The Pin Mill at Bodnant Garden

The Pin Mill at Bodnant Garden

This summer visitors will get a bird’s eye view of our famous rose gardens in all their summer glory, when we open the Pin Mill upper floor for the first time following several years of conservation work.

The old Pin Mill is one of the most recognised and photographed features of the Grade I listed garden and from June visitors can explore inside, and see the Italianate terraces as the garden’s donor family would have done themselves, many years ago.

Bodnant Garden's five terraces were built in the years between 1904 and 1914. They were designed by Henry McLaren and his mother Laura (Lady Aberconway) both renowned horticulturalists. Over the course of a decade five levels were carved out of the grassy hillside which sloped westward from Bodnant Hall to the River Hiraethlyn in the valley below, creating garden rooms with flower-filled borders, rose beds and water features. 

Henry later added classical statues and furniture, including the statue of Bacchus on the Top Rose Terrace, the French Baroque fountain on the Croquet Terrace, the William Kent style seat on the Lily Terrace, the stone sphinxes on the Lower Rose Terrace. As the grandest finishing touch, in 1939 he added the Pin Mill on the lower Canal Terrace.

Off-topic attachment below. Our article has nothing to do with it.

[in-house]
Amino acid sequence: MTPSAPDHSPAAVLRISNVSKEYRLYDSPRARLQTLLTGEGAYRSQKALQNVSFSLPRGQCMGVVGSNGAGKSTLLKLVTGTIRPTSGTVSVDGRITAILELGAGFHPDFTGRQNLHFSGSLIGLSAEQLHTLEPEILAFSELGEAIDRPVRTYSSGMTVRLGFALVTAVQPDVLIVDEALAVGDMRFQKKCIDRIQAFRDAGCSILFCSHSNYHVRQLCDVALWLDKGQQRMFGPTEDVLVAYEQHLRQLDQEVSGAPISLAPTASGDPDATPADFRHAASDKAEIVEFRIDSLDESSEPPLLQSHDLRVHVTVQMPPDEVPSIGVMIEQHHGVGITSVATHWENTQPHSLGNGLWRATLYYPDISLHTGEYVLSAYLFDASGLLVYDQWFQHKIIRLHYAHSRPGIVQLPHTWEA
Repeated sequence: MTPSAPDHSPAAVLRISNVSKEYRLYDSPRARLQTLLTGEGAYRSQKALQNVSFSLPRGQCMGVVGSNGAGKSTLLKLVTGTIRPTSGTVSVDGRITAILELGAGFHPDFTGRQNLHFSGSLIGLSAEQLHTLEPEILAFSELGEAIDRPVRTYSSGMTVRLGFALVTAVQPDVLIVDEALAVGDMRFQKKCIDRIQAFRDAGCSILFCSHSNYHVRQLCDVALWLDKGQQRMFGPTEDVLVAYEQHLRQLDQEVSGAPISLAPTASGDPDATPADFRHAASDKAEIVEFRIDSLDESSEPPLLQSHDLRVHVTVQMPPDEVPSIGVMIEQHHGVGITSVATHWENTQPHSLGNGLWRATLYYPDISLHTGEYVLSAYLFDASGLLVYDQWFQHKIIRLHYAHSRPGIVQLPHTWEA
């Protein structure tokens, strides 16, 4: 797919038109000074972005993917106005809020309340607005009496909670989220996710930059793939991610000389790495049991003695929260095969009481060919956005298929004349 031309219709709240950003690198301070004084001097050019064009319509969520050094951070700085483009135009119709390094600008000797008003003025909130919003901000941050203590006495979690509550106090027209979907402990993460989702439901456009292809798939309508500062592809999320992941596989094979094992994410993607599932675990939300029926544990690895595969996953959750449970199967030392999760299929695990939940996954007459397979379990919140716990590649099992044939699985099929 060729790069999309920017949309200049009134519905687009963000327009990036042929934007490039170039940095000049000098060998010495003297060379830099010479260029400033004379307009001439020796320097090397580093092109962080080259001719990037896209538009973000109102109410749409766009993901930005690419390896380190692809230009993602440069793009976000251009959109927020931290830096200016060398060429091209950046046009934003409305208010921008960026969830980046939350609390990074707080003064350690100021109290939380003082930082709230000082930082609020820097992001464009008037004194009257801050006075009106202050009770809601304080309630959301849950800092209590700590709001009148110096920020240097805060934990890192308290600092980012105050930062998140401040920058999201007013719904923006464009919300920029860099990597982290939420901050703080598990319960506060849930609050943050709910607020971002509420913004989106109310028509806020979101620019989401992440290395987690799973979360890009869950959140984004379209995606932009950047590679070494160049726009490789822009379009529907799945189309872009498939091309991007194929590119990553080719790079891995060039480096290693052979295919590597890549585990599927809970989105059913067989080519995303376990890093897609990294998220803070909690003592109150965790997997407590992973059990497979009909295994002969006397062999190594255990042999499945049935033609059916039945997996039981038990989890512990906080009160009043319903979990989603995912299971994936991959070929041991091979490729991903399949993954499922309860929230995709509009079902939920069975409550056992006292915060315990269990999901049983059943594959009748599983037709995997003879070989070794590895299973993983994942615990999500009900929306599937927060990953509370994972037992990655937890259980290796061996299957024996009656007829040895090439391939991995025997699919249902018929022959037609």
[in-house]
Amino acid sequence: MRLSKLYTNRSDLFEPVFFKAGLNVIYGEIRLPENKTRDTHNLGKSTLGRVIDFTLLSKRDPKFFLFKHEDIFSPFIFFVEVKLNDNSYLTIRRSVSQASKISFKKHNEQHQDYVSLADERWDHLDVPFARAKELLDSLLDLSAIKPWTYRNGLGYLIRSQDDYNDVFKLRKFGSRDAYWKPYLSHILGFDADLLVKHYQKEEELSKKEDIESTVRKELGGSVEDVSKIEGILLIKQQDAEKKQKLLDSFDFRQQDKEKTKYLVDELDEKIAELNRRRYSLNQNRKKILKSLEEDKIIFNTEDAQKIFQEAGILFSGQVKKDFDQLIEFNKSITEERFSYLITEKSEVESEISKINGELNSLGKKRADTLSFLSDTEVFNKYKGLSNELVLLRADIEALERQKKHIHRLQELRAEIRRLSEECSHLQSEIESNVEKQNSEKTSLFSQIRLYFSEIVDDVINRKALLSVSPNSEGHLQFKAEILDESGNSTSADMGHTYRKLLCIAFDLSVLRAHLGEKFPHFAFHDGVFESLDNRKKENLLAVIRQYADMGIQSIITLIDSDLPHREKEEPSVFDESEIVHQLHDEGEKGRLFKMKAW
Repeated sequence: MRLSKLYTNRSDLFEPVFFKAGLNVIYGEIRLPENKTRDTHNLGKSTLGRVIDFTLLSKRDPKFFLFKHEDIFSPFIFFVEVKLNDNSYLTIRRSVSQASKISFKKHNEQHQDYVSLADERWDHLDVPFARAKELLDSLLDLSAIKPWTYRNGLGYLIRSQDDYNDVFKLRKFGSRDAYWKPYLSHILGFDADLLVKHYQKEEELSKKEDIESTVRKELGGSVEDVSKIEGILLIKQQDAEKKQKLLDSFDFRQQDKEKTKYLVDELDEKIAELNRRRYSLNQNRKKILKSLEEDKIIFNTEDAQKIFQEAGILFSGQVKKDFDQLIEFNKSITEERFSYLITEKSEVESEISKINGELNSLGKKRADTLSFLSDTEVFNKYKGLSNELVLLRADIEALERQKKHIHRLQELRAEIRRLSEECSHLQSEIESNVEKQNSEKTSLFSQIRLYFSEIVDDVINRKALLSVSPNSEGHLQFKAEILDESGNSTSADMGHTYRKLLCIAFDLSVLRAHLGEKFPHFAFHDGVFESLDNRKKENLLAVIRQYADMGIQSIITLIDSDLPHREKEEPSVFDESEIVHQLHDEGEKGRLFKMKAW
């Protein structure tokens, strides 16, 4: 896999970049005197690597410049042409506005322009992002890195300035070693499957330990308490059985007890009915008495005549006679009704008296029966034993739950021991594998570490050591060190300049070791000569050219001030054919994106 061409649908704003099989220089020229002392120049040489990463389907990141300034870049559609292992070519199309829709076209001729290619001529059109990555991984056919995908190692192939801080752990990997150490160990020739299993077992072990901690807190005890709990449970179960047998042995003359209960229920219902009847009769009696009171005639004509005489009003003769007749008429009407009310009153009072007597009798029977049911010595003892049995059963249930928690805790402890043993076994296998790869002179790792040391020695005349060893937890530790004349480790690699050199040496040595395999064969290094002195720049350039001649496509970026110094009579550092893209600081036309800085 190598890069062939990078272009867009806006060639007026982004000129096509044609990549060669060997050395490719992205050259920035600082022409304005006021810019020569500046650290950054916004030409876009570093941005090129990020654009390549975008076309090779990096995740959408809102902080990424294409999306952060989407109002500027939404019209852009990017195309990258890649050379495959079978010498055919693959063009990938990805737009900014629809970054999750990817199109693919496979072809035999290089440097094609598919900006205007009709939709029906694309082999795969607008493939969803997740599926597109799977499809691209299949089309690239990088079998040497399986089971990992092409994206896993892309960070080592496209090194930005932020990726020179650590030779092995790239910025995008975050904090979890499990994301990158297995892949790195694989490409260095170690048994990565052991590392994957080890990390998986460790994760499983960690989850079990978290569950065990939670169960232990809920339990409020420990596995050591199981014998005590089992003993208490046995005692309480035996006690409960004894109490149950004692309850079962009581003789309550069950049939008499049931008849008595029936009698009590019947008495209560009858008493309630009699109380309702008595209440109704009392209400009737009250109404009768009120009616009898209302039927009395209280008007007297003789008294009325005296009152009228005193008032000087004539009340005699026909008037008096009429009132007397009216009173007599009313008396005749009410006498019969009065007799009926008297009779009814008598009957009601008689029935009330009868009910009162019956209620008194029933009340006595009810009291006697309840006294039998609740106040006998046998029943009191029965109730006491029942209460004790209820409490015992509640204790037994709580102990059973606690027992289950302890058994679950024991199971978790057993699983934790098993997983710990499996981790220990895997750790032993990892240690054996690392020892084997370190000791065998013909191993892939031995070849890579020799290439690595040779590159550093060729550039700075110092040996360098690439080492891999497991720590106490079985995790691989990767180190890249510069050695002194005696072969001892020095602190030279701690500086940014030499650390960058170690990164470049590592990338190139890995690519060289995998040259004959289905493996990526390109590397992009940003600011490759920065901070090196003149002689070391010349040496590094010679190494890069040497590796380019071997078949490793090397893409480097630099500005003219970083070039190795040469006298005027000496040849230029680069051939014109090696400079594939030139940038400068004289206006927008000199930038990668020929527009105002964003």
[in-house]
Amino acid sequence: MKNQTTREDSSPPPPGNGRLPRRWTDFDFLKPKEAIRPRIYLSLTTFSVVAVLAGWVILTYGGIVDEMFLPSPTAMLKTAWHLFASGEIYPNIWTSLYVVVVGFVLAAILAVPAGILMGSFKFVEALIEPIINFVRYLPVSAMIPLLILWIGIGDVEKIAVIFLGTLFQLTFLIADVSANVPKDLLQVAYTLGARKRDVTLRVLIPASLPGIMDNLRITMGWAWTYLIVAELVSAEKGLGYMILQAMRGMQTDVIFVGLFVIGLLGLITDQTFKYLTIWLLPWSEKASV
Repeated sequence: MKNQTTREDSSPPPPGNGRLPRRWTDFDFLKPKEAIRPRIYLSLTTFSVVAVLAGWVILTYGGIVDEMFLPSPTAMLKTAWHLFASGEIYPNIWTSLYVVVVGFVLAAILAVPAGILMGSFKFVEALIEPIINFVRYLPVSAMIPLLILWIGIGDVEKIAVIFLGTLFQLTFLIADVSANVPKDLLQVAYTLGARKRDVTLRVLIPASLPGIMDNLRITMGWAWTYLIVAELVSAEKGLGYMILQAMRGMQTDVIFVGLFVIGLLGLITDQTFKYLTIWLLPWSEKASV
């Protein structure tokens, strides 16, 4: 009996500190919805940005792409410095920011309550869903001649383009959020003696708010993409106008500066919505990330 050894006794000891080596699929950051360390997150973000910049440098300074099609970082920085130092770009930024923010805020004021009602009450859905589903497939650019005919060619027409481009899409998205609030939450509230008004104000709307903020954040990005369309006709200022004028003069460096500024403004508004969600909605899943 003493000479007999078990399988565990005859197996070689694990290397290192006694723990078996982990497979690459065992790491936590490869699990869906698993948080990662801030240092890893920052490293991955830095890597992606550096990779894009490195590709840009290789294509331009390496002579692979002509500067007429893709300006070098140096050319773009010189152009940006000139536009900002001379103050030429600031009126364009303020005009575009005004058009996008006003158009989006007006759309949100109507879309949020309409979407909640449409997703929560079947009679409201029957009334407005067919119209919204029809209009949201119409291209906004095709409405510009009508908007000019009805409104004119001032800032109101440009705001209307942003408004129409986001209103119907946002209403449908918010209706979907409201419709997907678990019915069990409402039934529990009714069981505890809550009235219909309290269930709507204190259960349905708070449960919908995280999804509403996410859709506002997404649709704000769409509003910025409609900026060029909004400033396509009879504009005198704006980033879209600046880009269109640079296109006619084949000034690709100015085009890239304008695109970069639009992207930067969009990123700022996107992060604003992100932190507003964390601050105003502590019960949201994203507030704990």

Restoration

Dating from the early 1700s, the Pin Mill originates from Woodchester in Gloucestershire. Believed to have been built as a summerhouse for an Elizabethan hunting lodge nearby it later served as a manufacturing building at Frogmarsh Mills and as a tannery, but by 1938 had become derelict. Henry McLaren headed a local appeal to restore the building in its home but when this failed he bought it himself and dispatched his estate workers to move it, brick by brick, to Bodnant Garden. It was re-erected as the centrepiece of the Canal Terrace and the McLaren family used it as a garden room.

In recent decades the upper floor has been out of use, in need of restoration. In 2013 the exterior of the Pin Mill underwent extensive repair work, followed by conservation work to renovate the interior, including the winding wooden staircase, beautiful parquet flooring, panelled walls and leaded windows… from which visitors will now be able view the garden which has also undergone much conservation and renovation in recent years.

Entry to the Pin Mill will be free with public access on selected days during the summer (weather permitting). Watch this space for more details...

The Pin Mill being rebuilt at Bodnant Garden in the 1930s
The Pin Mill being rebuilt at Bodnant Garden in the 1930s
The Pin Mill being rebuilt at Bodnant Garden in the 1930s